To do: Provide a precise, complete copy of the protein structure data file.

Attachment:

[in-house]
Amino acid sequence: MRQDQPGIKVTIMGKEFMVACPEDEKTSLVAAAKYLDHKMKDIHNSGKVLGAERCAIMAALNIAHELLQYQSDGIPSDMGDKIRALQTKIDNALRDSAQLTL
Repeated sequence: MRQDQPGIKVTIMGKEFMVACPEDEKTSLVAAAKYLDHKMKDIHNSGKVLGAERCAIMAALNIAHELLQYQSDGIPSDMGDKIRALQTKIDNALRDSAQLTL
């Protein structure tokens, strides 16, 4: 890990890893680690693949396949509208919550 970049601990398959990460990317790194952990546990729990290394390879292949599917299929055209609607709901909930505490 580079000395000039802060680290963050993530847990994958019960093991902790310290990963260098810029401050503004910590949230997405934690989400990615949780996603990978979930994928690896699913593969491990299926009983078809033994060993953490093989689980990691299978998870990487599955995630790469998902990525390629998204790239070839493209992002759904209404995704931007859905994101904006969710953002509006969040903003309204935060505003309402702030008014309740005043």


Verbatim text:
[in-house]
Amino acid sequence: MRQDQPGIKVTIMGKEFMVACPEDEKTSLVAAAKYLDHKMKDIHNSGKVLGAERCAIMAALNIAHELLQYQSDGIPSDMGDKIRALQTKIDNALRDSAQLTL
Repeated sequence: MRQDQPGIKVTIMGKEFMVACPEDEKTSLVAAAKYLDHKMKDIHNSGKVLGAERCAIMAALNIAHELLQYQSDGIPSDMGDKIRALQTKIDNALRDSAQLTL
């Protein structure tokens, strides 16, 4: 890990890893680690693949396949509208919550 970049601990398959990460990317790194952990546990729990290394390879292949599917299929055209609607709901909930505490 580079000395000039802060680290963050993530847990994958019960093991902790310290990963260098810029401050503004910590949230997405934690989400990615949780996603990978979930994928690896699913593969491990299926009983078809033994060993953490093989689980990691299978998870990487599955995630790469998902990525390629998204790239070839493209992002759904209404995704931007859905994101904006969710953002509006969040903003309204935060505003309402702030008014309740005043």